It was 10:02pm when I finally reached the clinic. The doctor took me to a room that might have been styled after a dorm room from the 1970s complete with 2 beds and 2 writing desks. The doctor told me to get out of my clothes… but not in the room, they were watching the room and they would prefer it not to see me naked. I went down the hall and changed into my clothes I was going to wear to bed. When I came back there was this gorilla of an East Indian man standing in the room with a painters cart with random wires and bits of tape everywhere. There didn’t seem to be any logic as to how the wires were sorted on the cart…. They had just been tossed on there left to tangle and become knotted.
The East Indian man smiled and said, “Ready, yes?”
“Sure, why not.”
He instructed me to sit down and he pulled the cart in front me. He waved his hand in front of it to draw my attention to all the items the cart was holding and started to take inventory. He showed me the wires and bands and electrodes…. At the end he picked up a jar and held it out on the palm of his hand. He signaled for me to smell it. I bent forward and put it to my nose. “Lemon?”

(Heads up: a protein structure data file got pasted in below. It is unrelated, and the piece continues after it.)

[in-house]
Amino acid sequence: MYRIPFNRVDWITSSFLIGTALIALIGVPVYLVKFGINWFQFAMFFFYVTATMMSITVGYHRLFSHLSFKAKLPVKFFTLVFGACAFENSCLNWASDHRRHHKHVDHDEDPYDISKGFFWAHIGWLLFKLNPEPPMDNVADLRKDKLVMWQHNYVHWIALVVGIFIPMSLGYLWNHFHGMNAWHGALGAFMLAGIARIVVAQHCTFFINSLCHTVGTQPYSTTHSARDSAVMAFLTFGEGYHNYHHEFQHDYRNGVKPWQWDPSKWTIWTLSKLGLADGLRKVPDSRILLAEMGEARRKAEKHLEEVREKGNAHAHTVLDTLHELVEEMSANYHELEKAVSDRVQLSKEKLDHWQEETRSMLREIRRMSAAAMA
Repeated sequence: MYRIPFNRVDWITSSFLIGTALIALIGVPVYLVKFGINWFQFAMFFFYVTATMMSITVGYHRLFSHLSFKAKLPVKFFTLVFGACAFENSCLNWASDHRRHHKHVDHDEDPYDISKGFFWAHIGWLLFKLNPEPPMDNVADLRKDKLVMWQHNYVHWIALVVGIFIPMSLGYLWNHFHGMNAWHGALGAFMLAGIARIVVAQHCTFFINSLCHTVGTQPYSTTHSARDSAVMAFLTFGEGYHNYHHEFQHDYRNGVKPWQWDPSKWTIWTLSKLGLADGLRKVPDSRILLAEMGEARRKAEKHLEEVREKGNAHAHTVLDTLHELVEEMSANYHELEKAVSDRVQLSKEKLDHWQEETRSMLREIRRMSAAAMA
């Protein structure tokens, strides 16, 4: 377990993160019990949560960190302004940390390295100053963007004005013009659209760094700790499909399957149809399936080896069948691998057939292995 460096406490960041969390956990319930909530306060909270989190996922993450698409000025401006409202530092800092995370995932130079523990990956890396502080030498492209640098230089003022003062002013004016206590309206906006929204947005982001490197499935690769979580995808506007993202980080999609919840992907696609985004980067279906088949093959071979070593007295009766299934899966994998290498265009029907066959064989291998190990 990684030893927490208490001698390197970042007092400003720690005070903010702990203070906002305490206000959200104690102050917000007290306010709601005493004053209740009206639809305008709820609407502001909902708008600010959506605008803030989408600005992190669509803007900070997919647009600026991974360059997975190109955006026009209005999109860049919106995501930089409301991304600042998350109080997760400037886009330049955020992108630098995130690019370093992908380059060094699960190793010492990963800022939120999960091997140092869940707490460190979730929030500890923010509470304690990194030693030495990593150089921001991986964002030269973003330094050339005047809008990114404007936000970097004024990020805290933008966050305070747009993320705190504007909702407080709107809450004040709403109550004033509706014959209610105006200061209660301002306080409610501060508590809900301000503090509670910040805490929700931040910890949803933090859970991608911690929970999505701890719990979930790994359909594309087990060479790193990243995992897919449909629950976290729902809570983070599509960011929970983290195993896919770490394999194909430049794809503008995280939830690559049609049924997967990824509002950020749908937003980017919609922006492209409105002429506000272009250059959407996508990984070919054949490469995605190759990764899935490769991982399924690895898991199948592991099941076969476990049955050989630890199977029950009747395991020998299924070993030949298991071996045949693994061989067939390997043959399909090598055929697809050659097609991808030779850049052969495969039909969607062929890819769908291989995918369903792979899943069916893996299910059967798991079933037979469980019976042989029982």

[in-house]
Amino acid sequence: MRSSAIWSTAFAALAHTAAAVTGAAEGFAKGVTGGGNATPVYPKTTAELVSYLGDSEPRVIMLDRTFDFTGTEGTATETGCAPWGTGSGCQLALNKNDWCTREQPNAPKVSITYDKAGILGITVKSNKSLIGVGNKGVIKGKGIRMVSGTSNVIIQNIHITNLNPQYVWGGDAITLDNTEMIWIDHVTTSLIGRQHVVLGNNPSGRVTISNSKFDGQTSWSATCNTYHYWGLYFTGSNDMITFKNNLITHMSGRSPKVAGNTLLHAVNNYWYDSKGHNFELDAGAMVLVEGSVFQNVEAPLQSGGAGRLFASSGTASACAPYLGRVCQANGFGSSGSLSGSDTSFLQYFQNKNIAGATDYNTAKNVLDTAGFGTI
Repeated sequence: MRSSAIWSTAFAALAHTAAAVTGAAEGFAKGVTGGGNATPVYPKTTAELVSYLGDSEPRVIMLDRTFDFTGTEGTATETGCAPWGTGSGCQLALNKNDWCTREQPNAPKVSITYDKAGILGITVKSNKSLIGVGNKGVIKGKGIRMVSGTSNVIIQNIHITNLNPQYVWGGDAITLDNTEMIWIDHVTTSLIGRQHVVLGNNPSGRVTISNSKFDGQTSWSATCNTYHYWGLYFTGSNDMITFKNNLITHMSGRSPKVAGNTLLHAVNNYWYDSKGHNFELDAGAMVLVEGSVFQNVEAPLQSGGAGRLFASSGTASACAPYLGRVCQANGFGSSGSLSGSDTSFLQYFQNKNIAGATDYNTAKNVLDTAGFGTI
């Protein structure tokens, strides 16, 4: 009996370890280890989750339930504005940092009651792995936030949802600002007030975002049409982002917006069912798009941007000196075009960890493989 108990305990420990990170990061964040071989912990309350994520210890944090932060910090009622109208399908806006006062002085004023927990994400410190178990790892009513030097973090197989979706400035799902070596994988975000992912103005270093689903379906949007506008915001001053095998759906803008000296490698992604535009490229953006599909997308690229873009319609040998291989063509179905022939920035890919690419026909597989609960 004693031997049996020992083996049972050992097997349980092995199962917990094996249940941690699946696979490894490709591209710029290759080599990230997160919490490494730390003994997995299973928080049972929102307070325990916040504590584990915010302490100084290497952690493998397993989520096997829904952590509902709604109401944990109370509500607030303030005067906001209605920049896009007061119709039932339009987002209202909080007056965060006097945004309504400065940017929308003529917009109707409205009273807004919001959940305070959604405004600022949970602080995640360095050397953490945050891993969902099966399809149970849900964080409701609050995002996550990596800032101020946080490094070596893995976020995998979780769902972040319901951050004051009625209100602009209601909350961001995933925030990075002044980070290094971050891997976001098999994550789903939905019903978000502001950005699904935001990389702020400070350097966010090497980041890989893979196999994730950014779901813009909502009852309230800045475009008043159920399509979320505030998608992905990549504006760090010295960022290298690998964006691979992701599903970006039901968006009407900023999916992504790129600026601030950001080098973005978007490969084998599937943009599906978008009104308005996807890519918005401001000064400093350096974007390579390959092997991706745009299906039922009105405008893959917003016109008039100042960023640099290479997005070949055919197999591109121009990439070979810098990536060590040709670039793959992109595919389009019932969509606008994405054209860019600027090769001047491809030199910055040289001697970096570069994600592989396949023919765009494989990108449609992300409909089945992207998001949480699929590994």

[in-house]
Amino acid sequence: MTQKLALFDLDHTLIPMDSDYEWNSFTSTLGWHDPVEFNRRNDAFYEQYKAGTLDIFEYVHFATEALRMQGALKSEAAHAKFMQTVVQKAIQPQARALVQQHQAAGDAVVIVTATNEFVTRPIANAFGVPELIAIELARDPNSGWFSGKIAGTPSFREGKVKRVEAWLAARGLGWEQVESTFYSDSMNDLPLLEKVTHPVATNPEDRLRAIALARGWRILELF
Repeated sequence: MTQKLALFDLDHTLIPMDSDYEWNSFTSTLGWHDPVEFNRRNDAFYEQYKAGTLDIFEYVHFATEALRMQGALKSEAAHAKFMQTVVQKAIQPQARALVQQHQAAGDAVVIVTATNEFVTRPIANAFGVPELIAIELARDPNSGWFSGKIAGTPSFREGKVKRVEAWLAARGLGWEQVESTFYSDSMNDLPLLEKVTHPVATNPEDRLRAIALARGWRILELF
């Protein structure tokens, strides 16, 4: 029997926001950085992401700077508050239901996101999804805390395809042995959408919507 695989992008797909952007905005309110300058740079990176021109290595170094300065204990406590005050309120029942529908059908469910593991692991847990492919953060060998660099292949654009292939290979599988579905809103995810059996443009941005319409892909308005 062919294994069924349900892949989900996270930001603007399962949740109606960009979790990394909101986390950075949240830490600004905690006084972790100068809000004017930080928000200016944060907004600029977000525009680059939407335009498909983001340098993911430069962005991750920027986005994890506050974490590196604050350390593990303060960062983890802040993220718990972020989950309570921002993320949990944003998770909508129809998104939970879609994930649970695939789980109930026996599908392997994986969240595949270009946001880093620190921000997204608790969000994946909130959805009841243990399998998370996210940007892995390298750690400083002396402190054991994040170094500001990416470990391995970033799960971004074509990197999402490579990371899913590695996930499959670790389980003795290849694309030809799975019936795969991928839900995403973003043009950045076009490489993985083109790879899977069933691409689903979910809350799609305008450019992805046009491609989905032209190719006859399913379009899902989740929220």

He nodded. “My special touch…. It cleans the skin and also will allow tape and putty to come off.”
It took roughly an hour and a half to get all the wires and gear attached to my body, the whole time being guided by the large Indian in silence. When I was finally hooked up to all the machines, he motioned me to get in the bed and began to tape me to it. He tossed a blanket on me and turned off the light saying “Go to sleep!” as he closed the door.